Five Questions With Fort Tilden Directors Sarah-Violet Bliss and Charles Rogers
A comedy of errors through the borough of Brooklyn, Fort Tilden follows the aimlessly entitled Allie (Clare McNulty) and Harper (Bridey Elliott) on their quest for a day at the beach. What begins as a seemingly superfluous mission soon crumbles into a dismantling force on both the girls’ psyches and their relationship. Co-written and directed by feature first timers Sarah-Violet Bliss and Charles Rogers, Fort Tilden premieres today in the Narrative Competition at SXSW.
Filmmaker: This was your first time working together as co-writer/directors. How did that come about and what was it like sharing a brain for X months/years? We’re you always in agreement on set?
Sarah-Violet Bliss and Charles Rogers: We’d been friends throughout grad school and always really appreciated each other’s work. We both generally make comedies and have compatible voices so one day we were brainstorming about another project all together and found our way to this story. When we decided to make a feature film together everyone said, “Oh that makes sense!”
We really have been sharing a brain for the last nine months — the directing process was much like our writing process, everything was very fluid. We brought our own sensibilities to the film and that naturally evolved into its own tone. Working on set together was collaborative and it’s great to work with someone who knows the movie as intimately as you do. There were minor disagreements but always in the name of what’s best for the film.
Filmmaker: Fort Tilden follows a comedic, episodic format, where the protagonists’ attempts to get where they’re going are thwarted. Did you have any particular influences or touchstones for the structure?
Bliss and Rogers: We thought about movies that take place in one day like Ferris Bueller’s Day Off as well as road trip movies like Sideways. It was helpful for us to borrow from the traditional structures of these genres. In these types of films, the characters are up against both external and internal obstacles which is integral to their journey. We were inspired to explore that when making Fort Tilden.
Filmmaker: A lot of critiques about modern Brooklyn-based independent cinema stem from the fact that the films seem to concern the same perpetual adolescent, entitled females. Your thoughts on that? Why are such characters so exciting to explore?
Bliss and Rogers: If anything, we were interested in writing about the hypocrisies of privilege and what it looks like when these types of characters extend themselves outside of their bubble. Fort Tilden addresses the uncomfortable and truthful aspects of this generation’s perceived irresponsibility. Harper and Allie’s problems are presented in a humorous light, but they are valid. However, that doesn’t excuse them from their participation in “millennial malaise.”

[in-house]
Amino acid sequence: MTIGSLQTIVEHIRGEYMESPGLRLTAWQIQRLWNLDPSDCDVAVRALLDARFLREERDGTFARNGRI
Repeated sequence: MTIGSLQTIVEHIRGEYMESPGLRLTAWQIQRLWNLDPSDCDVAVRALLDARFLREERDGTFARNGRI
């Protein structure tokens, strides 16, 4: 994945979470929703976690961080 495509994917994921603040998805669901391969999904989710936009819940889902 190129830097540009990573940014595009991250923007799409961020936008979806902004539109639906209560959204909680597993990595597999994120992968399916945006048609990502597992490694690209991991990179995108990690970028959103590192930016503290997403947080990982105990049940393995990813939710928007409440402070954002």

Filmmaker: You’ve assembled a really strong cast for a debut feature, with actors who are, on the whole, just starting out. Did you bring them in to play off one another? Even in the shorter, one-off scenes, the chemistry is key.
Bliss and Rogers: We invited Clare and Bridey to dinner in Chinatown so we could all bond and it was really obvious that we had the right girls. Because of our time constraints, we only rehearsed with the leads, but we never had to stress about trusting our ensemble. We’re both lucky in that we are connected to a lot of great, funny actors. They are people we are friends with, people we knew we’ve always wanted to work with, and people we discovered along the way.
Filmmaker: The later third of the film explores the consequences — both innocuous and more significant — of the girls’ behavior in perhaps a darker way than is initially expected. Was this tonal shift necessary to elevate the film from a clever satire or just to provide a more holistic view of the characters?
Bliss and Rogers: It felt right for the girls to suffer a little bit. It was important for them to not get away with their immaturity. Because their day trip exposes their darker traits, they come home with a bruised view of themselves. We really like where the third act takes the characters. There’s simultaneously a sense of hope and loss and the overall comedy elevates the meaningfulness of their struggle.